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JOURNAL ARTICLE

Diagnostic Value of Clinical Tests for Infraspinatus Tendon Tears

Mirco Sgroi, Thomas Loitsch, Heiko Reichel, Thomas Kappe
Arthroscopy: the Journal of Arthroscopic & related Surgery 2019, 35 (5): 1339-1347
30770251

PURPOSE: To analyze and compare the diagnostic value and interpretation of 6 established clinical tests for infraspinatus tendon tears; to assess their ability to distinguish between partial- and full-thickness tears of the infraspinatus tendon; and to investigate whether conducting multiple tests increases the precision of diagnosis.

METHODS: A total of 91 patients scheduled for shoulder arthroscopy from March 2015 to April 2017 were included in the present study. To assess the sensitivity, specificity, positive and negative predictive values, accuracy, diagnostic odds ratio, positive and negative likelihood ratios, and the area under the curve (AUC), intraoperative findings were compared with the results of 6 established clinical infraspinatus tests: the hornblower's test, the drop sign, the Patte sign, the external rotation lag sign (ERLS), the resisted external rotation test (RERT), and the infraspinatus scapular retraction test.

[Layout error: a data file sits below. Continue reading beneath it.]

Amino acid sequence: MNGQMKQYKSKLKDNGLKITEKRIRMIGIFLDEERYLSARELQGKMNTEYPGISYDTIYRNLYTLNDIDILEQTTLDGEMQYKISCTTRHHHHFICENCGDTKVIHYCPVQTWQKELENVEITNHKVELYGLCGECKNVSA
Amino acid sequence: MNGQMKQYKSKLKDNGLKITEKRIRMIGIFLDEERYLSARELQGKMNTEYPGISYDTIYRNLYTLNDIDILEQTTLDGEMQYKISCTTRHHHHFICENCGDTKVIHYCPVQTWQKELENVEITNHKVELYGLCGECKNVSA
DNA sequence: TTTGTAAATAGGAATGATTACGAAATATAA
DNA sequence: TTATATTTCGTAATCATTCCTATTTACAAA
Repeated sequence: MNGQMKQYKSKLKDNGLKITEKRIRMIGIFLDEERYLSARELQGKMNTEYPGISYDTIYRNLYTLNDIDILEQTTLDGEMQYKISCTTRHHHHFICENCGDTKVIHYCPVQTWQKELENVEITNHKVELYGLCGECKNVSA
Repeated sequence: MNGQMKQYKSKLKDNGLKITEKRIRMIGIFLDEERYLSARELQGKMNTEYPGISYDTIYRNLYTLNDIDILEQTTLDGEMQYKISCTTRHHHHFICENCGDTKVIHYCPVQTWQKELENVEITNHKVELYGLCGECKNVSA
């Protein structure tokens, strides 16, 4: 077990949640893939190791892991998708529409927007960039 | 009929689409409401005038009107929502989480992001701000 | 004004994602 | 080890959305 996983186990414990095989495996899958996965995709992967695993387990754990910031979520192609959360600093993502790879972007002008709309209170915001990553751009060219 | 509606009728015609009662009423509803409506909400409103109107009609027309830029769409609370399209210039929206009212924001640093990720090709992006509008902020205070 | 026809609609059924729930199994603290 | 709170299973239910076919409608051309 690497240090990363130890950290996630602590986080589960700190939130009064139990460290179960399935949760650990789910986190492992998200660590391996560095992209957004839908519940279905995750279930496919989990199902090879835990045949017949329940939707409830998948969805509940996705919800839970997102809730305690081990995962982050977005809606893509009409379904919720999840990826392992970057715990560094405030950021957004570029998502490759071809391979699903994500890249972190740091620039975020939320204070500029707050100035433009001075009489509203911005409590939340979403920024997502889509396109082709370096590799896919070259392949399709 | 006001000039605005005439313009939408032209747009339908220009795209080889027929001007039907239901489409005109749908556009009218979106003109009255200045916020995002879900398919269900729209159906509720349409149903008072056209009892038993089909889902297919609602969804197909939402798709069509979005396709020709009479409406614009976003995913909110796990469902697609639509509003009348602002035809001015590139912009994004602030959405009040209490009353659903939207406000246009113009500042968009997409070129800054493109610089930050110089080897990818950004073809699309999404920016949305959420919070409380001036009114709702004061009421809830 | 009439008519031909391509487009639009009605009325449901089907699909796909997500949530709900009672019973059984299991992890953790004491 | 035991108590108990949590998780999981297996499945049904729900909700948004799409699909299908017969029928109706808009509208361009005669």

RESULTS: A significant correlation was found between the results of the drop sign (P = .02), the ERLS (P = .02), and the RERT (P = .02) and the intraoperative findings. The RERT achieved the highest AUC (0.673). Assessing muscle weakness led to the highest diagnostic precision on the RERT (AUC = 0.673) as compared with pain (AUC = 0.528) or using both criteria (AUC = 0.655). No single clinical test was found to be useful in distinguishing between partial- and full-thickness tears. The combination of at least 2 or more tests improved the diagnostic precision significantly (P ≤ .007). The combination of the RERT and the Patte sign showed the best AUC (0.681) and highest correlation with the intraoperative findings (P = .023).

CONCLUSIONS: The results of the present study indicate that out of all the clinical tests investigated, the drop sign and the RERT were in isolation able to accurately diagnose tears of the infraspinatus tendon. Only muscle weakness should be considered when interpreting the RERT because of its greater AUC values and correlation with the arthroscopic findings. The present study also showed that the analyzed tests are not capable of distinguishing between partial- and full-thickness tears of the infraspinatus tendon and that the combination of at least 2 tests improved the diagnostic value. The combination of the RERT and the Patte sign showed the best AUC and highest correlation with the intraoperative findings.

LEVEL OF EVIDENCE: Level II, diagnostic study, prospective comparative study.

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